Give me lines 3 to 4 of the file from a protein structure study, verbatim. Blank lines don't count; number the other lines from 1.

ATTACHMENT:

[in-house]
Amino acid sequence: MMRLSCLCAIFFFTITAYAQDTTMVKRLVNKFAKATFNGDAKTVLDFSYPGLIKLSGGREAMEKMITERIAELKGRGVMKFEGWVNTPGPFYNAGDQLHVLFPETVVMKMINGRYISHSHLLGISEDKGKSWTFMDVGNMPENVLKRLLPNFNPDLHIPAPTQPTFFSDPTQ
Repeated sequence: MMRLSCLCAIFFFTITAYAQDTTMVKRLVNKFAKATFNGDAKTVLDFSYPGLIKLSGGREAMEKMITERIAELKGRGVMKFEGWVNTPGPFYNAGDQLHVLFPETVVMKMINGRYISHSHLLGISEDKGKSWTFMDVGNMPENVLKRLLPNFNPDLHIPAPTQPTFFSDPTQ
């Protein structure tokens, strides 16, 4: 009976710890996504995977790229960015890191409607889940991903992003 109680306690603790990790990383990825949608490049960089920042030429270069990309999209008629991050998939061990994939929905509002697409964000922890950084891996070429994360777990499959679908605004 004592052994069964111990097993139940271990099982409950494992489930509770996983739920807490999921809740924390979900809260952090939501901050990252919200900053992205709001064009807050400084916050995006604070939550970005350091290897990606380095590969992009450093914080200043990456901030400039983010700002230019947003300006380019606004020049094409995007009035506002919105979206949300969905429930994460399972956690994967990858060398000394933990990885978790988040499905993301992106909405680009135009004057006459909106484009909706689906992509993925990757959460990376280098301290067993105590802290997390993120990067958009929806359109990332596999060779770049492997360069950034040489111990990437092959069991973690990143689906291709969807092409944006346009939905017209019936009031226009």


Repeated sequence: MMRLSCLCAIFFFTITAYAQDTTMVKRLVNKFAKATFNGDAKTVLDFSYPGLIKLSGGREAMEKMITERIAELKGRGVMKFEGWVNTPGPFYNAGDQLHVLFPETVVMKMINGRYISHSHLLGISEDKGKSWTFMDVGNMPENVLKRLLPNFNPDLHIPAPTQPTFFSDPTQ
């Protein structure tokens, strides 16, 4: 009976710890996504995977790229960015890191409607889940991903992003 109680306690603790990790990383990825949608490049960089920042030429270069990309999209008629991050998939061990994939929905509002697409964000922890950084891996070429994360777990499959679908605004 004592052994069964111990097993139940271990099982409950494992489930509770996983739920807490999921809740924390979900809260952090939501901050990252919200900053992205709001064009807050400084916050995006604070939550970005350091290897990606380095590969992009450093914080200043990456901030400039983010700002230019947003300006380019606004020049094409995007009035506002919105979206949300969905429930994460399972956690994967990858060398000394933990990885978790988040499905993301992106909405680009135009004057006459909106484009909706689906992509993925990757959460990376280098301290067993105590802290997390993120990067958009929806359109990332596999060779770049492997360069950034040489111990990437092959069991973690990143689906291709969807092409944006346009939905017209019936009031226009």